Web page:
I remember the first time I realized that even the heroes in the Bible stories which we heard in Sunday School had this problem.  I was shocked as I considered Elijah’s amazing triumph over the prophets of the false god.  Against all hope, he bested them in the contest to bring down fire from the heavens, and they were wiped from the face of the earth.  What did the conquering hero do?  He went and hid in a cave and whimpered.  I am encouraged to realize that we share a common trait with this great man.  It means that there is hope for us yet.

Set your goals.  Set them high.  But remember, as you strive and work to achieve them, that there will be life after they are accomplished.  Plan for more; anticipate even loftier heights.  I love the thought expressed in one of Robert Browning’s poems, when he says, “Ah, but a man’s reach should exceed his grasp; or what’s a heaven for?”  We reach further and higher, stretching ourselves as we do, growing to the stature that our Creator intended.

As we reach, we rejoice in what has been accomplished; it is admirable, and yet, still incomplete.

Keep reaching, my friend.  Where there’s life, there’s work to be done.

And, there is joy in the journey.

“…and forgetting those things which are behind, and reaching forth to those things which are before me, I press toward the mark, for the prize…”
(Philippians 3:13b, 14a~KJV)

“There is a joy in the journey
There’s a light we can love on the way
There is a wonder and wildness to life
And freedom for those who obey.”

(Joy In The Journey by Michael Card~American songwriter/singer)

© Paul Phillips. He’s Taken Leave. 2013. All Rights Reserved.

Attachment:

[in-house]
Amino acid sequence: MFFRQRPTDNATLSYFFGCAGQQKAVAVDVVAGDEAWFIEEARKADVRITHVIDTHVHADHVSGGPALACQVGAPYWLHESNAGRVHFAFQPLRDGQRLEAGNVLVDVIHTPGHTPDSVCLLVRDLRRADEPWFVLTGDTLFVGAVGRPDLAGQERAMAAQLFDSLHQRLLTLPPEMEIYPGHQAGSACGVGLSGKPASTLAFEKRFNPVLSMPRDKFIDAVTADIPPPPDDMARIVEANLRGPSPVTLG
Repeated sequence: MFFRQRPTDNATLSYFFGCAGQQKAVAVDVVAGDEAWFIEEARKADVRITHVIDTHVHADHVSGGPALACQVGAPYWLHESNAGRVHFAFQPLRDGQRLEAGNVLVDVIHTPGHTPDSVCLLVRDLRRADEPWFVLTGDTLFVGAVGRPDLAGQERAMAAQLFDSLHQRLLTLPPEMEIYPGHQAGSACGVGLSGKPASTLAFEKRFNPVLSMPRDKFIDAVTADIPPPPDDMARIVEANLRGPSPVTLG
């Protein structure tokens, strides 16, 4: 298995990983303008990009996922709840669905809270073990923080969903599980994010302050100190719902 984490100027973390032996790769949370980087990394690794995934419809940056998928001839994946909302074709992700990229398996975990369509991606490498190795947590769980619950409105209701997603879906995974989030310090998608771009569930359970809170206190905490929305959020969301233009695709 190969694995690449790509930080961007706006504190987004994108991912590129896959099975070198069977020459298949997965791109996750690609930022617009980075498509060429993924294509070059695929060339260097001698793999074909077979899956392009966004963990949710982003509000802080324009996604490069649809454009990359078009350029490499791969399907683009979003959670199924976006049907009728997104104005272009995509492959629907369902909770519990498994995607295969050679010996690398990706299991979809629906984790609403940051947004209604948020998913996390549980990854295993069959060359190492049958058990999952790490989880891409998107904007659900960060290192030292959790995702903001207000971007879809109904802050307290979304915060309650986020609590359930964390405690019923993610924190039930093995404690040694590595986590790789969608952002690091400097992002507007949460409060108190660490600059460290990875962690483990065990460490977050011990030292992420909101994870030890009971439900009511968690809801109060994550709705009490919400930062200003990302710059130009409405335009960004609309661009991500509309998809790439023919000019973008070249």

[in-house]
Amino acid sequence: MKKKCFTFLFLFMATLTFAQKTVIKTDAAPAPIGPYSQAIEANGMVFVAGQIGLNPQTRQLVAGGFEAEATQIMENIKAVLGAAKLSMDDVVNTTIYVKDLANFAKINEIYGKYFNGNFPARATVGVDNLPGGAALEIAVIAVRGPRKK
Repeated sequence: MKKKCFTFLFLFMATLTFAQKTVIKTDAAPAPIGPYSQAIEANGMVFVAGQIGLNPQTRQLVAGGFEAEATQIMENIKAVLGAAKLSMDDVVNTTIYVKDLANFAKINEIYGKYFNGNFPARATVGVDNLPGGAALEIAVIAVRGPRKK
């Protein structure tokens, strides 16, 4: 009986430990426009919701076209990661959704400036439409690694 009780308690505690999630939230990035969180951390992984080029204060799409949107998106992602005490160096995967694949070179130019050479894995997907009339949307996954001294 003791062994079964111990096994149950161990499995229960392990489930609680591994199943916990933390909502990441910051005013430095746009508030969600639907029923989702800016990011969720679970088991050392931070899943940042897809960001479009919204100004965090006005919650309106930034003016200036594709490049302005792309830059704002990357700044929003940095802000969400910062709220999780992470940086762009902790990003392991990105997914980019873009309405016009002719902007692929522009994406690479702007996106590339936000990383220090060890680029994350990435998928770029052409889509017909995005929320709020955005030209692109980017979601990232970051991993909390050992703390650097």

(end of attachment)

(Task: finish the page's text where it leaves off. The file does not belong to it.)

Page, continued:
She was frustrated.  A husband can tell, you know.  Especially when she says, “I’m so frustrated with this!” Her afternoon had been spent, at first making good progress, but as the time sped past, with ever longer delays in the actual project.

After another of her famous Sunday dinners, the Lovely Lady had sat down on the couch prepared to work on a craft project.  Her husband wasn’t aware of what was happening at first.  It is possible that he fell asleep for a moment or two.  There was, after all, a warm fire, and the recliner was in a position which made it more probable.  As I said, it was possible…Regardless, there she was on her couch, with a tangle of yarn in her hands.  She was frustrated.

She had struggled with the tangle for quite some time when suddenly she was making progress in pulling out  a few feet more of the yarn.  Perhaps this was going to work out after all.  Alas, it was a false hope.  A final tug proved that no more would pull out.  She sighed deeply and searched for her scissors.  Her husband wondered why she wanted the scissors.  “I have to cut the yarn, so I can pull it out the other direction,” she answered, realizing that he was a mere man and wouldn’t be able to work this one out for himself.  He decided to help her look for the scissors, but secretly he wondered why she didn’t just throw away the tag end of the skein of yarn.  The entire thing had cost less than a dollar.  There were quite a few more skeins sitting in that bag at her feet.  But, he knew better than to ask.  She doesn’t throw away perfectly good yarn.  Even if it is tangled up.  He is sure that he is right, but holds his tongue.  In a few moments and after a fair amount of labor, she has not one, but three smaller balls of yarn which have been salvaged and dropped into the yarn sack to be used in the future, as need arises.  He chuckles to himself.